Saudi Said to Tie Crude-Supply Cuts to January Volume Requests

(Bloomberg) -- Saudi Arabia, the driver behind the OPEC/non-OPEC agreement to reduce oil production to eliminate a global glut, plans to reduce supplies to customers in January based on requests for shipments, according to a person familiar with the matter.

The reductions by Saudi Arabian Oil Co., known as Aramco, have already been set for tankers taking on crude in the kingdom next month, said the person, who asked not to be identified because the information is private. The cuts won’t be uniform among customers and will also be based on shipping limitations, the person said.

The Organization of Petroleum Exporting Countries surprised markets at the end of November with an agreement to limit its collective output by 1.2 million barrels a day and then enlisting non-member nations last week to join the effort. Saudi Energy Minister Khalid al-Falih indicated Saturday that the kingdom, OPEC’s largest producer, was willing to push output below a symbolic level of 10 million barrels a day.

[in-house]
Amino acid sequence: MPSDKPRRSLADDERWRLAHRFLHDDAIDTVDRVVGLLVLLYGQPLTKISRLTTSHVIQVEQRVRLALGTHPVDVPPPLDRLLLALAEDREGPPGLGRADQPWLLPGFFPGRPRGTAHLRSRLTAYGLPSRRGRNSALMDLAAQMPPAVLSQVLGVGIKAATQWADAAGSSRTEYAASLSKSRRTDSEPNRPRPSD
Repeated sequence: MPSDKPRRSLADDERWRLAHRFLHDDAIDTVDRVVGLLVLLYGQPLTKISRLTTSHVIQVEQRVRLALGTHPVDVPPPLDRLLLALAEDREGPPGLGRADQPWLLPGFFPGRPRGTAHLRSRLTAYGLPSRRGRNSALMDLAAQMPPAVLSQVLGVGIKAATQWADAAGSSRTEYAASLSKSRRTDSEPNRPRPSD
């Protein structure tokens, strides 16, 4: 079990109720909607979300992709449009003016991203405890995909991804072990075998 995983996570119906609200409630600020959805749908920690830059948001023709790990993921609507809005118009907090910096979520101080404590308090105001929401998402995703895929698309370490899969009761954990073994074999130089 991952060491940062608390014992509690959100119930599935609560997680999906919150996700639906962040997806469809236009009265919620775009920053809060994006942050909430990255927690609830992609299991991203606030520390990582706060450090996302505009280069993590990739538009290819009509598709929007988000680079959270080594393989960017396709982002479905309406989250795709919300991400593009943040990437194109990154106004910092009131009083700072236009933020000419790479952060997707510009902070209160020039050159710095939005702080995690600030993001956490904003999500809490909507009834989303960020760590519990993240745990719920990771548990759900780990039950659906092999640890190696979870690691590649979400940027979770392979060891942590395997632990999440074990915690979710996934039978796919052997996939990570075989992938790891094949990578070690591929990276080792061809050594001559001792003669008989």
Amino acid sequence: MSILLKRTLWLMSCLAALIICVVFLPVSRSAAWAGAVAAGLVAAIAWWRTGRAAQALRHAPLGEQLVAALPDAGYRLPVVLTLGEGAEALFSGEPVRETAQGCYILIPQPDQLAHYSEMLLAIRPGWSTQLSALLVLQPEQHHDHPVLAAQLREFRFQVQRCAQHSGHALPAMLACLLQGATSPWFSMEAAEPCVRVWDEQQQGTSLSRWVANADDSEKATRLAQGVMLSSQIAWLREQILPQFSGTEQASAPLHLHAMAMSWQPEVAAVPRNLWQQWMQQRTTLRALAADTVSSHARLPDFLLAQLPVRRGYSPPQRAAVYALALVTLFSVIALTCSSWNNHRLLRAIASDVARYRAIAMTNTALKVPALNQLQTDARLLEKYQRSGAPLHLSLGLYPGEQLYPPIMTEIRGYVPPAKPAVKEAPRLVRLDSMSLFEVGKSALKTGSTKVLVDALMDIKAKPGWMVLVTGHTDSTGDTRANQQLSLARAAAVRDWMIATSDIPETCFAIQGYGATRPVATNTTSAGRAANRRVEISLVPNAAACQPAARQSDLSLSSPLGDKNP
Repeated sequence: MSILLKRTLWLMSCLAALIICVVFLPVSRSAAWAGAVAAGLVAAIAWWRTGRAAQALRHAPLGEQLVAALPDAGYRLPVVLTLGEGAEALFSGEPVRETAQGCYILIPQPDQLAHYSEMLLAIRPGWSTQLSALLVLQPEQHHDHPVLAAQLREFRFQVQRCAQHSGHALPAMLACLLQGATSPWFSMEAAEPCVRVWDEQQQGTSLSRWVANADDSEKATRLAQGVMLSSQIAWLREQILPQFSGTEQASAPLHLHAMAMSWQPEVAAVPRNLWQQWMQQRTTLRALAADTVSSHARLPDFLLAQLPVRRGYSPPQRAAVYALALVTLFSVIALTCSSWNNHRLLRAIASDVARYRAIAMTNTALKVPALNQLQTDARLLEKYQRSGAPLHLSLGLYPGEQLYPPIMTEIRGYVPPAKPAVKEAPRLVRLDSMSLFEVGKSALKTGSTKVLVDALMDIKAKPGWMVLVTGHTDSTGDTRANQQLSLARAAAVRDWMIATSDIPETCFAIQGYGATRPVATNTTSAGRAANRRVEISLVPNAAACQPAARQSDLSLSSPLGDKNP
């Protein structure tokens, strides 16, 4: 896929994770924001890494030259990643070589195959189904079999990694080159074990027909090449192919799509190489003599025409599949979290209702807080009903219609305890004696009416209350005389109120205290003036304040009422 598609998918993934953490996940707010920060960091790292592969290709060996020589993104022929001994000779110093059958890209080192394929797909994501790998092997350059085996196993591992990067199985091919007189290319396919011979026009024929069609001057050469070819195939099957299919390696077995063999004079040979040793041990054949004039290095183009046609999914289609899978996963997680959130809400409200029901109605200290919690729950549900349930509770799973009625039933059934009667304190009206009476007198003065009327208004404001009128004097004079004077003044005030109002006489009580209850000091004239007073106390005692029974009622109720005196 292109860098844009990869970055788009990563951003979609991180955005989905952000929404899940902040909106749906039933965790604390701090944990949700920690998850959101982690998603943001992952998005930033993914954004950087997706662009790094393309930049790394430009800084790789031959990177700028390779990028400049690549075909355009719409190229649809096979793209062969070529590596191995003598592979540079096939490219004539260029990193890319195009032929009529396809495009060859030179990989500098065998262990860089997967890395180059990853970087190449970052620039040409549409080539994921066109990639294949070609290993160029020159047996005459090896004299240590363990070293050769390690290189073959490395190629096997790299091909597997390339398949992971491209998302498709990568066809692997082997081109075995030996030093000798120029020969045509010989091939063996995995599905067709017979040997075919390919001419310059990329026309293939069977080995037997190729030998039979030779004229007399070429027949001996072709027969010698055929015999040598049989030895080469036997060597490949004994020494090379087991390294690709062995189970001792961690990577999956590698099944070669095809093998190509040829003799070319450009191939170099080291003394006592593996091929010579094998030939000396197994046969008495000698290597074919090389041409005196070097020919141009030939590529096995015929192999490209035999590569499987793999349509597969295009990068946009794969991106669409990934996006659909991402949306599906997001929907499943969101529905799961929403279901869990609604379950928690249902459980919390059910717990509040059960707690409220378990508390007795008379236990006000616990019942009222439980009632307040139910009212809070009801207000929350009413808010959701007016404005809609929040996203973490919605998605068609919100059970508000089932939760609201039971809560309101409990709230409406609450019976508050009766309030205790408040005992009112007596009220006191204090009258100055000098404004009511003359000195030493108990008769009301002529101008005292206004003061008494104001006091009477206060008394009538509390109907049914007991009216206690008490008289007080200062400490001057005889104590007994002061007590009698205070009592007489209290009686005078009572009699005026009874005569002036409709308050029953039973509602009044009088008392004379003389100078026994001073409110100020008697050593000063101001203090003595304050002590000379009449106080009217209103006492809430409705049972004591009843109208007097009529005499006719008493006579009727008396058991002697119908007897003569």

Cuts are most likely to come from Saudi Arabia’s Arab Light crude because many of the kingdom’s fields produce the grade, Sadad al-Husseini, a former Aramco executive vice president and currently a Dhahran-based analyst with consultant Husseini Energy, said in a telephone interview Monday. Arab Heavy won’t be affected as demand for the grade is high both at home and abroad.